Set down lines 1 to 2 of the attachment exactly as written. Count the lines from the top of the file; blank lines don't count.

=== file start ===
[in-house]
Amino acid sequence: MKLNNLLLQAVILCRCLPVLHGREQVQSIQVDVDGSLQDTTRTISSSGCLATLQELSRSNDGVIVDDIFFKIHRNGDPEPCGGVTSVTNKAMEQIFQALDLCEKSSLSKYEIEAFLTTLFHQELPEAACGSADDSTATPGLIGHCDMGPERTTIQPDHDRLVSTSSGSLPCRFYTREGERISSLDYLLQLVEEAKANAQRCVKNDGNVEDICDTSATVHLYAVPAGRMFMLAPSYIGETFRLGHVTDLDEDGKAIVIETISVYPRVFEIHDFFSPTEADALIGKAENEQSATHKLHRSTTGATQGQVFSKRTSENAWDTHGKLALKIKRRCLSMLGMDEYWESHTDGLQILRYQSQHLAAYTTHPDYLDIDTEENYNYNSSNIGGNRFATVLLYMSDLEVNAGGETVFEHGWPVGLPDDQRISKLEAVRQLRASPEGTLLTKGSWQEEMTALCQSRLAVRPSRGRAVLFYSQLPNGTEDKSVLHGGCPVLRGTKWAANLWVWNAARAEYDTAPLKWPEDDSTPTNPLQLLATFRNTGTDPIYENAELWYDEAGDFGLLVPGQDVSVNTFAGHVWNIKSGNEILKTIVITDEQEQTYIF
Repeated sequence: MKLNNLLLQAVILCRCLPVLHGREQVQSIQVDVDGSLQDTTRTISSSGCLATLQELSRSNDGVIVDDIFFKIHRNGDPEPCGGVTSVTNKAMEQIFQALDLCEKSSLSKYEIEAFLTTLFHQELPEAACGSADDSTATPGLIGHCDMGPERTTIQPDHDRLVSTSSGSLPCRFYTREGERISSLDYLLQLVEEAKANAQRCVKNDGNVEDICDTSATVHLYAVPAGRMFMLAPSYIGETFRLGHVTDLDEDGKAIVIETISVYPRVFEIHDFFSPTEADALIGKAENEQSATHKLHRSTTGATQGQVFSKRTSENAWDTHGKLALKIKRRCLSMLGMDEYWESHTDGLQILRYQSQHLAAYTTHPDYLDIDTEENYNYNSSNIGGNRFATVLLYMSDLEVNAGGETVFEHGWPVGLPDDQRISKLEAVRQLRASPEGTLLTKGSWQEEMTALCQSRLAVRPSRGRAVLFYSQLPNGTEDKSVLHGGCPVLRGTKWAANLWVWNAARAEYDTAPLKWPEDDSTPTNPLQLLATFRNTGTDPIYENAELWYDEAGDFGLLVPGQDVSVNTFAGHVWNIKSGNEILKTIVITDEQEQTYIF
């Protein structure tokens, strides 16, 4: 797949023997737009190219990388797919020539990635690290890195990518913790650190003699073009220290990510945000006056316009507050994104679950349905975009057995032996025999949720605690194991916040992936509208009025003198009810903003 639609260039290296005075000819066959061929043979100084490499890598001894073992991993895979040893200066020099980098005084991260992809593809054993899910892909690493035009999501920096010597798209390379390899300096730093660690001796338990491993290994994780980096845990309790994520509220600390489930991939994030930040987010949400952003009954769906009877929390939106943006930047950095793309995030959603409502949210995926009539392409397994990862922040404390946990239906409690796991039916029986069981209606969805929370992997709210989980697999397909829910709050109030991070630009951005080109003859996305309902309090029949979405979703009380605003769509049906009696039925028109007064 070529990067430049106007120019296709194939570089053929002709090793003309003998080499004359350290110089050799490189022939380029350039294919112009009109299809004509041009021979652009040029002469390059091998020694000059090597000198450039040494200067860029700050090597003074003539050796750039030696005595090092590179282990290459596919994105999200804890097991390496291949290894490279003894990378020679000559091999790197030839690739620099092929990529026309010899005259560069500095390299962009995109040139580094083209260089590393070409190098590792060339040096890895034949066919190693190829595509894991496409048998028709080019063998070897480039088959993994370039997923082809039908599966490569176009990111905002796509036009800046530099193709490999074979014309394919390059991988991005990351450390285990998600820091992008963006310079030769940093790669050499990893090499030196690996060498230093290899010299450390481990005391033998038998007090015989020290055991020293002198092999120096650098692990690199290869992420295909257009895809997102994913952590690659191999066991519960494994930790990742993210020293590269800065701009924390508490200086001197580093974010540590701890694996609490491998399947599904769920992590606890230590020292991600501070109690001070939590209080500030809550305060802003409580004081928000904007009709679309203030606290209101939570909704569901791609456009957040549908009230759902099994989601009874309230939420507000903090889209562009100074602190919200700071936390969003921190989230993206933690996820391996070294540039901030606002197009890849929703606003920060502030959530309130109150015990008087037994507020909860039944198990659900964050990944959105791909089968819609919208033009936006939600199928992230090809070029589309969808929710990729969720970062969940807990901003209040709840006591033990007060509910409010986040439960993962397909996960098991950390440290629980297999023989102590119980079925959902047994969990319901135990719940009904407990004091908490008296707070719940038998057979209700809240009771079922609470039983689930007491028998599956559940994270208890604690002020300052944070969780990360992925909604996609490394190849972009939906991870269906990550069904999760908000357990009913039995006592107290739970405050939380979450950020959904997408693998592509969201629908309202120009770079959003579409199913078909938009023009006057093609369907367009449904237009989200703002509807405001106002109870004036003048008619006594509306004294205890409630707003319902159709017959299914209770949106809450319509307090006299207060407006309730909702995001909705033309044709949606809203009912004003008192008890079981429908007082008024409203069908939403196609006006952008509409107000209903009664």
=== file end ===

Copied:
[in-house]
Amino acid sequence: MKLNNLLLQAVILCRCLPVLHGREQVQSIQVDVDGSLQDTTRTISSSGCLATLQELSRSNDGVIVDDIFFKIHRNGDPEPCGGVTSVTNKAMEQIFQALDLCEKSSLSKYEIEAFLTTLFHQELPEAACGSADDSTATPGLIGHCDMGPERTTIQPDHDRLVSTSSGSLPCRFYTREGERISSLDYLLQLVEEAKANAQRCVKNDGNVEDICDTSATVHLYAVPAGRMFMLAPSYIGETFRLGHVTDLDEDGKAIVIETISVYPRVFEIHDFFSPTEADALIGKAENEQSATHKLHRSTTGATQGQVFSKRTSENAWDTHGKLALKIKRRCLSMLGMDEYWESHTDGLQILRYQSQHLAAYTTHPDYLDIDTEENYNYNSSNIGGNRFATVLLYMSDLEVNAGGETVFEHGWPVGLPDDQRISKLEAVRQLRASPEGTLLTKGSWQEEMTALCQSRLAVRPSRGRAVLFYSQLPNGTEDKSVLHGGCPVLRGTKWAANLWVWNAARAEYDTAPLKWPEDDSTPTNPLQLLATFRNTGTDPIYENAELWYDEAGDFGLLVPGQDVSVNTFAGHVWNIKSGNEILKTIVITDEQEQTYIF